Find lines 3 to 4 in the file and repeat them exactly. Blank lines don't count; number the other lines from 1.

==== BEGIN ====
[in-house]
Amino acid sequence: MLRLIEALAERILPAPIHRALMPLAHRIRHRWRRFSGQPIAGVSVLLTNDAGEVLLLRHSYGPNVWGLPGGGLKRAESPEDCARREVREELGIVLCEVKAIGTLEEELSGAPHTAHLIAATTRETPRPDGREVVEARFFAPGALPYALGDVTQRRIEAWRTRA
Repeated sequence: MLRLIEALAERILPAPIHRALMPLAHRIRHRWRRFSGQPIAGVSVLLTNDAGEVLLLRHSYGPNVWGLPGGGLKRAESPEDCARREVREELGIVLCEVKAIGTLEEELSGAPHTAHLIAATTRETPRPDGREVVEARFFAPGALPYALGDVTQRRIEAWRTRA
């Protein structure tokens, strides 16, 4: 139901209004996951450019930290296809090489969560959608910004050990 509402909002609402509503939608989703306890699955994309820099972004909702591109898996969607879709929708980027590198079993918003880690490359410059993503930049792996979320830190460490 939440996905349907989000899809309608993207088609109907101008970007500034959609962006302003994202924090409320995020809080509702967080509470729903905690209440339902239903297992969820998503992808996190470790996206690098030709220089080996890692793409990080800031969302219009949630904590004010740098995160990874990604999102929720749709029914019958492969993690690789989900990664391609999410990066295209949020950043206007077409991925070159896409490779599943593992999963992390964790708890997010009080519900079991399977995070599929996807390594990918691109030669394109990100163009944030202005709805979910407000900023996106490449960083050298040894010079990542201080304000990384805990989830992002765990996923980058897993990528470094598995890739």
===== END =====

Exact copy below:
Repeated sequence: MLRLIEALAERILPAPIHRALMPLAHRIRHRWRRFSGQPIAGVSVLLTNDAGEVLLLRHSYGPNVWGLPGGGLKRAESPEDCARREVREELGIVLCEVKAIGTLEEELSGAPHTAHLIAATTRETPRPDGREVVEARFFAPGALPYALGDVTQRRIEAWRTRA
């Protein structure tokens, strides 16, 4: 139901209004996951450019930290296809090489969560959608910004050990 509402909002609402509503939608989703306890699955994309820099972004909702591109898996969607879709929708980027590198079993918003880690490359410059993503930049792996979320830190460490 939440996905349907989000899809309608993207088609109907101008970007500034959609962006302003994202924090409320995020809080509702967080509470729903905690209440339902239903297992969820998503992808996190470790996206690098030709220089080996890692793409990080800031969302219009949630904590004010740098995160990874990604999102929720749709029914019958492969993690690789989900990664391609999410990066295209949020950043206007077409991925070159896409490779599943593992999963992390964790708890997010009080519900079991399977995070599929996807390594990918691109030669394109990100163009944030202005709805979910407000900023996106490449960083050298040894010079990542201080304000990384805990989830992002765990996923980058897993990528470094598995890739």